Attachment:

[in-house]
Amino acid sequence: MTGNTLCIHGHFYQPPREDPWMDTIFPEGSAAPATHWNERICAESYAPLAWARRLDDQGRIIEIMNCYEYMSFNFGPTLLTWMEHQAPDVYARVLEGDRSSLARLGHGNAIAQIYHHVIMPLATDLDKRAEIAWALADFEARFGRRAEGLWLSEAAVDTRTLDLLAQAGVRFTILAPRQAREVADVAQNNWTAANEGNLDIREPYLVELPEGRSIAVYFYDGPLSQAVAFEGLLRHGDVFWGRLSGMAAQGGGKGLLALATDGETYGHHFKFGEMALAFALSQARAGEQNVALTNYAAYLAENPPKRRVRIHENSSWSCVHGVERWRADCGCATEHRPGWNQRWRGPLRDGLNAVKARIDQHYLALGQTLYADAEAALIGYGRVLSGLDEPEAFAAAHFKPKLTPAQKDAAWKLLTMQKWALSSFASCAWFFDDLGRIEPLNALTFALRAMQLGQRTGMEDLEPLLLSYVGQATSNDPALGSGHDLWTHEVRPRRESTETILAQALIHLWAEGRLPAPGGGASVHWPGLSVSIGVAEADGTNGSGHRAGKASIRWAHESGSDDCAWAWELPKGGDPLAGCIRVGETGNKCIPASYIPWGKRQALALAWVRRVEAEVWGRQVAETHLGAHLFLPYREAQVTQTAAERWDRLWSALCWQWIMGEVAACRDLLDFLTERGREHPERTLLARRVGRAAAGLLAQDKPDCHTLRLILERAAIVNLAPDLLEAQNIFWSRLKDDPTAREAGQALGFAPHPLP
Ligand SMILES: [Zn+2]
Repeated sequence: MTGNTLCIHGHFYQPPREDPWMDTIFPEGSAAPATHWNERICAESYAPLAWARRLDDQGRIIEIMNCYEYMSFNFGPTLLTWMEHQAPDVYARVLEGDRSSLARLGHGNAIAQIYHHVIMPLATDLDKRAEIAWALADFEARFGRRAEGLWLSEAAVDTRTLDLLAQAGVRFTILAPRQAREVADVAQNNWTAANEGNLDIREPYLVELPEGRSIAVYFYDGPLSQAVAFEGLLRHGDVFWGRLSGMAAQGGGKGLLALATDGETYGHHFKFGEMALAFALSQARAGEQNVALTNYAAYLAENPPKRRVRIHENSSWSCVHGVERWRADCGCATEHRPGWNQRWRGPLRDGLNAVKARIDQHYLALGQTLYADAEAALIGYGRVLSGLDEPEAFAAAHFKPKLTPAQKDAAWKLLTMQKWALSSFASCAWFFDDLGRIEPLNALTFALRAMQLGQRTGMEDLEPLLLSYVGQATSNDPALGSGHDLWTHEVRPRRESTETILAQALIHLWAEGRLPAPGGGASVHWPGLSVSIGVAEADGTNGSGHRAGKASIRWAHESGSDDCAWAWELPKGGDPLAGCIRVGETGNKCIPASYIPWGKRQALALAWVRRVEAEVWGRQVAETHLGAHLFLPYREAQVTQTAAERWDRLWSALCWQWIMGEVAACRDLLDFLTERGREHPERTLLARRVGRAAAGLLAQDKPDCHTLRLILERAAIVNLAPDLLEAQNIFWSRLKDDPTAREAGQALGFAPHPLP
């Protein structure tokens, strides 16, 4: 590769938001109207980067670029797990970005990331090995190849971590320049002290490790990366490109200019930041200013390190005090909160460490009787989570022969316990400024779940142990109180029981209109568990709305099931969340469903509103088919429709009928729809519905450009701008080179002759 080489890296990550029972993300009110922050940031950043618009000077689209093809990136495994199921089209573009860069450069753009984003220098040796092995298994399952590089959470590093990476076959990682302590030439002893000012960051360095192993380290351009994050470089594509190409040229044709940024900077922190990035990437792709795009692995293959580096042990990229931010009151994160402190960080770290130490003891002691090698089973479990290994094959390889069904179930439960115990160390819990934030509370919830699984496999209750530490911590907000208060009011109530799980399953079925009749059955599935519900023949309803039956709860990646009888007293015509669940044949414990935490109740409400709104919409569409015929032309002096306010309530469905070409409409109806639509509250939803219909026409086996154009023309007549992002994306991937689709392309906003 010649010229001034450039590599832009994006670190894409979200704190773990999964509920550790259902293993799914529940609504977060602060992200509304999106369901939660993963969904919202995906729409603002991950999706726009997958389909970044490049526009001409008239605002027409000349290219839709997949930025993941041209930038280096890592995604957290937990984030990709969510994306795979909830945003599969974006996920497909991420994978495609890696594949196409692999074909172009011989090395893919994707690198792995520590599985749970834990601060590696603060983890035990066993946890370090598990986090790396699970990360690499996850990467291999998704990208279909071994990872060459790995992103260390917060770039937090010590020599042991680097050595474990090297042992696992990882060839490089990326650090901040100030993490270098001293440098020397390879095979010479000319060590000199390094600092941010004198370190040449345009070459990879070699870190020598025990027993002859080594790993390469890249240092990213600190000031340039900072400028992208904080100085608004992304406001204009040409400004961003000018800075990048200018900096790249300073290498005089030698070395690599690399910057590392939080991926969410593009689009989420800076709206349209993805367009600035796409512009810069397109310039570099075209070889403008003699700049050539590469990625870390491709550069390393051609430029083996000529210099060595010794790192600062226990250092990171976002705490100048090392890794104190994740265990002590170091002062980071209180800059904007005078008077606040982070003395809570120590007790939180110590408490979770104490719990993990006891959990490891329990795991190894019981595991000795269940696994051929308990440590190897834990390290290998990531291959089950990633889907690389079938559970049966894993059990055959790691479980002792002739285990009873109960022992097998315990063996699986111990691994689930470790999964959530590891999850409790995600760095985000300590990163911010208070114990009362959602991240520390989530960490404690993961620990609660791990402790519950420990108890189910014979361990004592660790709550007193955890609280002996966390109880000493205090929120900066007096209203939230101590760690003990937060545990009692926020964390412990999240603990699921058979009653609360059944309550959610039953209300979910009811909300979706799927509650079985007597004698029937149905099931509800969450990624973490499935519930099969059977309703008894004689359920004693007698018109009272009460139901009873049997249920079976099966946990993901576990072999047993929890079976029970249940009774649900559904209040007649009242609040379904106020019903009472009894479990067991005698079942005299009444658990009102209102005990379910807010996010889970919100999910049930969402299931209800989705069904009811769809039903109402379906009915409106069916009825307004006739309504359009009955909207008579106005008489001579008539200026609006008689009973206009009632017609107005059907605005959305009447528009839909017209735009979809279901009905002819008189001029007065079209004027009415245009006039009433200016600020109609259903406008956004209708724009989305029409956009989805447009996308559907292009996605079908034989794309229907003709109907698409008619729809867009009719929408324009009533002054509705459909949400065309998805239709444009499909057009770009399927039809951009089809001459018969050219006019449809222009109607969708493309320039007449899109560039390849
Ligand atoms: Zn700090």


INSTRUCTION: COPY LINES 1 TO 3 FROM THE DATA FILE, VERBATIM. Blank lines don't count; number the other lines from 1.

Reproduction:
[in-house]
Amino acid sequence: MTGNTLCIHGHFYQPPREDPWMDTIFPEGSAAPATHWNERICAESYAPLAWARRLDDQGRIIEIMNCYEYMSFNFGPTLLTWMEHQAPDVYARVLEGDRSSLARLGHGNAIAQIYHHVIMPLATDLDKRAEIAWALADFEARFGRRAEGLWLSEAAVDTRTLDLLAQAGVRFTILAPRQAREVADVAQNNWTAANEGNLDIREPYLVELPEGRSIAVYFYDGPLSQAVAFEGLLRHGDVFWGRLSGMAAQGGGKGLLALATDGETYGHHFKFGEMALAFALSQARAGEQNVALTNYAAYLAENPPKRRVRIHENSSWSCVHGVERWRADCGCATEHRPGWNQRWRGPLRDGLNAVKARIDQHYLALGQTLYADAEAALIGYGRVLSGLDEPEAFAAAHFKPKLTPAQKDAAWKLLTMQKWALSSFASCAWFFDDLGRIEPLNALTFALRAMQLGQRTGMEDLEPLLLSYVGQATSNDPALGSGHDLWTHEVRPRRESTETILAQALIHLWAEGRLPAPGGGASVHWPGLSVSIGVAEADGTNGSGHRAGKASIRWAHESGSDDCAWAWELPKGGDPLAGCIRVGETGNKCIPASYIPWGKRQALALAWVRRVEAEVWGRQVAETHLGAHLFLPYREAQVTQTAAERWDRLWSALCWQWIMGEVAACRDLLDFLTERGREHPERTLLARRVGRAAAGLLAQDKPDCHTLRLILERAAIVNLAPDLLEAQNIFWSRLKDDPTAREAGQALGFAPHPLP
Ligand SMILES: [Zn+2]